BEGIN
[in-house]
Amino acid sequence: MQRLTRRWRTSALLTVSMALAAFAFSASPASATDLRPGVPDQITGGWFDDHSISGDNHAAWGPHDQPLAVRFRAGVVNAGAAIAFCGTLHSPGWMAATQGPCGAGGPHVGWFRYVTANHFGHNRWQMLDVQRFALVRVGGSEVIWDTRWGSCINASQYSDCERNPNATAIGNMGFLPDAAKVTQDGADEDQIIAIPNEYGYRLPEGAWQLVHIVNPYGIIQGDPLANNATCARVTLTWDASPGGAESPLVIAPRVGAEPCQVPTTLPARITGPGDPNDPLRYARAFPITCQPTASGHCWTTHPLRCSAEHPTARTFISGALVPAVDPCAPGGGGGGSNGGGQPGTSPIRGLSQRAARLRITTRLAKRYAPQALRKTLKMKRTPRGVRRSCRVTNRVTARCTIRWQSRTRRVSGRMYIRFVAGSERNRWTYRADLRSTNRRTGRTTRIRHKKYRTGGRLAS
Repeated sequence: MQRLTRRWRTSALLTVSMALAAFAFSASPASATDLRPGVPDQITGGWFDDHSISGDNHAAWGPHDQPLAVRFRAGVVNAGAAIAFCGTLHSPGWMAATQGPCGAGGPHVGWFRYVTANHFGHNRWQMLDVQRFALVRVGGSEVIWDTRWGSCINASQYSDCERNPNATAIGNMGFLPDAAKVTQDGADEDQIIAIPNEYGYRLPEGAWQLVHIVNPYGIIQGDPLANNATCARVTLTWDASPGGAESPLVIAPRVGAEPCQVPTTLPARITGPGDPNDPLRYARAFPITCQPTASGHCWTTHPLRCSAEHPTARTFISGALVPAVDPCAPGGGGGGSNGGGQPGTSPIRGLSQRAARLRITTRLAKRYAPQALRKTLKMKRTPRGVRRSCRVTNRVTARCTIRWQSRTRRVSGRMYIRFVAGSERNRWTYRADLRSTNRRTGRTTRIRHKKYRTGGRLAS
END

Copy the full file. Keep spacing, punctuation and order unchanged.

[in-house]
Amino acid sequence: MQRLTRRWRTSALLTVSMALAAFAFSASPASATDLRPGVPDQITGGWFDDHSISGDNHAAWGPHDQPLAVRFRAGVVNAGAAIAFCGTLHSPGWMAATQGPCGAGGPHVGWFRYVTANHFGHNRWQMLDVQRFALVRVGGSEVIWDTRWGSCINASQYSDCERNPNATAIGNMGFLPDAAKVTQDGADEDQIIAIPNEYGYRLPEGAWQLVHIVNPYGIIQGDPLANNATCARVTLTWDASPGGAESPLVIAPRVGAEPCQVPTTLPARITGPGDPNDPLRYARAFPITCQPTASGHCWTTHPLRCSAEHPTARTFISGALVPAVDPCAPGGGGGGSNGGGQPGTSPIRGLSQRAARLRITTRLAKRYAPQALRKTLKMKRTPRGVRRSCRVTNRVTARCTIRWQSRTRRVSGRMYIRFVAGSERNRWTYRADLRSTNRRTGRTTRIRHKKYRTGGRLAS
Repeated sequence: MQRLTRRWRTSALLTVSMALAAFAFSASPASATDLRPGVPDQITGGWFDDHSISGDNHAAWGPHDQPLAVRFRAGVVNAGAAIAFCGTLHSPGWMAATQGPCGAGGPHVGWFRYVTANHFGHNRWQMLDVQRFALVRVGGSEVIWDTRWGSCINASQYSDCERNPNATAIGNMGFLPDAAKVTQDGADEDQIIAIPNEYGYRLPEGAWQLVHIVNPYGIIQGDPLANNATCARVTLTWDASPGGAESPLVIAPRVGAEPCQVPTTLPARITGPGDPNDPLRYARAFPITCQPTASGHCWTTHPLRCSAEHPTARTFISGALVPAVDPCAPGGGGGGSNGGGQPGTSPIRGLSQRAARLRITTRLAKRYAPQALRKTLKMKRTPRGVRRSCRVTNRVTARCTIRWQSRTRRVSGRMYIRFVAGSERNRWTYRADLRSTNRRTGRTTRIRHKKYRTGGRLAS